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#19
Chrispy_
These need to be as cheap as a 3200G really, which sells for £75 because the Ryzen 5 2600 is still selling for £110-120 in most places and AMD is still producing the Ryzen 5 1600AF which is at about £100.

If I had to choose between a reduced-cache, single CCX quad-core that may or may not be unlocked or a proper Zen+ hexa-core that will run at 4GHz+ on even a cheap AM4 board, I think I'd rather go with the older tech. Quad cores have had their day and really only deserve a spot in ultra-budget desktops, or for ultra low-power laptops.
Posted on Reply
#20
kapone32
Chrispy_
These need to be as cheap as a 3200G really, which sells for £75 because the Ryzen 5 2600 is still selling for £110-120 in most places and AMD is still producing the Ryzen 5 1600AF which is at about £100.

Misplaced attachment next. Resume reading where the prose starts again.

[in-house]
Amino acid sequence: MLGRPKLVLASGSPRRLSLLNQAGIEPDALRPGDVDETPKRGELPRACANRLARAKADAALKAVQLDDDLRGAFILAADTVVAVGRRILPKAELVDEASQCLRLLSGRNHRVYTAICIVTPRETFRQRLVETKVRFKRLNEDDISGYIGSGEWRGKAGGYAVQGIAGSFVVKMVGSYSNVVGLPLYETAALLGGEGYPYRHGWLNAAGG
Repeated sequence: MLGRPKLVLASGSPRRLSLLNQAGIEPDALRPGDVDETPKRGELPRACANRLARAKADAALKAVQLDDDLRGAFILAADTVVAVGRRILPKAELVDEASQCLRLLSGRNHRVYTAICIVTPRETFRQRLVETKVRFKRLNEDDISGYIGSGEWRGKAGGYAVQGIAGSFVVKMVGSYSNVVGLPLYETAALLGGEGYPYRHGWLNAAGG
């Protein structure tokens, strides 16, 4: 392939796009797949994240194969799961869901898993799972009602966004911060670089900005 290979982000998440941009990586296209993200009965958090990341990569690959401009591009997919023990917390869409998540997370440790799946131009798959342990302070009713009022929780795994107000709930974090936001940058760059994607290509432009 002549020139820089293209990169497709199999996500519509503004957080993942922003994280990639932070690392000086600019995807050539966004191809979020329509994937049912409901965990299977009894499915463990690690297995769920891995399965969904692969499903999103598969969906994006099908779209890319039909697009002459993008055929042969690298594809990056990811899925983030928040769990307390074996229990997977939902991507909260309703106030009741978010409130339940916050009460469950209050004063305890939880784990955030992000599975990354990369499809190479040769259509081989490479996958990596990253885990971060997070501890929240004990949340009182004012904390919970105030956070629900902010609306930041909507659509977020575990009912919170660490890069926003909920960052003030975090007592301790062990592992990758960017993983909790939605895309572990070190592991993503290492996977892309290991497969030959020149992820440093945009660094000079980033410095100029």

If I had to choose between a reduced-cache, single CCX quad-core that may or may not be unlocked or a proper Zen+ hexa-core that will run at 4GHz+ on even a cheap AM4 board, I think I'd rather go with the older tech. Quad cores have had their day and really only deserve a spot in ultra-budget desktops, or for ultra low-power laptops.
I am thinking I would easily pay $55-65 US for a 4 core 8 thread Ryzen 7nm CPU.
Posted on Reply
#21
Dyatlov A
Originally, (last summer) i wanted to wait for these 4 Core versions. Good I went with 6 Core, because I would still wait.
Posted on Reply
#22
Chrispy_
kapone32
I am thinking I would easily pay $55-65 US for a 4 core 8 thread Ryzen 7nm CPU.
Hopefully I'm right and they are cheaper than a 3200G, which is what, 100 bucks in the US? I doubt they'll be under $65 though. They're direct competition for the i3-9100F which doesn't have hyperthreading, so AMD will either use the extra 4 threads as leverage to charge as much as the 9100F ($90 ish) or push the price even higher to market it as a better product segment to the 4C/4T i3 and 3200G